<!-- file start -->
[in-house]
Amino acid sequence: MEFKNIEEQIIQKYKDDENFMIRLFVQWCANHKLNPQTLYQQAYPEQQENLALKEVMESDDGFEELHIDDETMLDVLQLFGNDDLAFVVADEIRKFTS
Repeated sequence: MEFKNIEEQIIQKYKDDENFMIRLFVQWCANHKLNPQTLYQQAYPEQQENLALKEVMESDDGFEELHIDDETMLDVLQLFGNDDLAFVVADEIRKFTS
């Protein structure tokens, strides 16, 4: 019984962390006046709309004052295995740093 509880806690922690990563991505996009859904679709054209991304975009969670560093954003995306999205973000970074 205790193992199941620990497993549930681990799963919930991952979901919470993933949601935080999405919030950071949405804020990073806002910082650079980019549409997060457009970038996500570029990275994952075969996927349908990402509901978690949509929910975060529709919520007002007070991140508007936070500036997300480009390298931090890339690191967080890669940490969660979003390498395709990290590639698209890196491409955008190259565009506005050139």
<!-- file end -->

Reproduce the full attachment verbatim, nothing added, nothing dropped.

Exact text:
[in-house]
Amino acid sequence: MEFKNIEEQIIQKYKDDENFMIRLFVQWCANHKLNPQTLYQQAYPEQQENLALKEVMESDDGFEELHIDDETMLDVLQLFGNDDLAFVVADEIRKFTS
Repeated sequence: MEFKNIEEQIIQKYKDDENFMIRLFVQWCANHKLNPQTLYQQAYPEQQENLALKEVMESDDGFEELHIDDETMLDVLQLFGNDDLAFVVADEIRKFTS
């Protein structure tokens, strides 16, 4: 019984962390006046709309004052295995740093 509880806690922690990563991505996009859904679709054209991304975009969670560093954003995306999205973000970074 205790193992199941620990497993549930681990799963919930991952979901919470993933949601935080999405919030950071949405804020990073806002910082650079980019549409997060457009970038996500570029990275994952075969996927349908990402509901978690949509929910975060529709919520007002007070991140508007936070500036997300480009390298931090890339690191967080890669940490969660979003390498395709990290590639698209890196491409955008190259565009506005050139």